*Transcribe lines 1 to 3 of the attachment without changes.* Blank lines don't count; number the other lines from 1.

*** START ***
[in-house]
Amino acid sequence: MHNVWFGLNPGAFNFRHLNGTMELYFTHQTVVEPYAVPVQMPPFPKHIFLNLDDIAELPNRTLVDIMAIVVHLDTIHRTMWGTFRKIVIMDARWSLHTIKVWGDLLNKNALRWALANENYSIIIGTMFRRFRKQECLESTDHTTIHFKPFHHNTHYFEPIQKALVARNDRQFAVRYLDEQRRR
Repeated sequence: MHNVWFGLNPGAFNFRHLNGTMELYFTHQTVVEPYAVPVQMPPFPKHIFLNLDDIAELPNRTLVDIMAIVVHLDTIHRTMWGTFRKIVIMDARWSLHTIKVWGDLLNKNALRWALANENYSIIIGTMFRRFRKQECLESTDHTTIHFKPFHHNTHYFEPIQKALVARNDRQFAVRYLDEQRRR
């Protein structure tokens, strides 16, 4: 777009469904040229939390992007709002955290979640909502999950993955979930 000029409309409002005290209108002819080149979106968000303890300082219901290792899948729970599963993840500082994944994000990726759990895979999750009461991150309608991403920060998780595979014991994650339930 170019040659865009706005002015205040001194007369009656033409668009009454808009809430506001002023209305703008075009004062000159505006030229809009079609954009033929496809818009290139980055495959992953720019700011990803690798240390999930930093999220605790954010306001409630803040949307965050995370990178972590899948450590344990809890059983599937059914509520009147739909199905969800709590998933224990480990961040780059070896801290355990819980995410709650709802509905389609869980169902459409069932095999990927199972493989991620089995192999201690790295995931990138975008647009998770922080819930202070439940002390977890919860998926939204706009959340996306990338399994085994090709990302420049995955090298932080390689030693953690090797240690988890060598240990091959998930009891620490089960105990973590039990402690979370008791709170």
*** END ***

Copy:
[in-house]
Amino acid sequence: MHNVWFGLNPGAFNFRHLNGTMELYFTHQTVVEPYAVPVQMPPFPKHIFLNLDDIAELPNRTLVDIMAIVVHLDTIHRTMWGTFRKIVIMDARWSLHTIKVWGDLLNKNALRWALANENYSIIIGTMFRRFRKQECLESTDHTTIHFKPFHHNTHYFEPIQKALVARNDRQFAVRYLDEQRRR
Repeated sequence: MHNVWFGLNPGAFNFRHLNGTMELYFTHQTVVEPYAVPVQMPPFPKHIFLNLDDIAELPNRTLVDIMAIVVHLDTIHRTMWGTFRKIVIMDARWSLHTIKVWGDLLNKNALRWALANENYSIIIGTMFRRFRKQECLESTDHTTIHFKPFHHNTHYFEPIQKALVARNDRQFAVRYLDEQRRR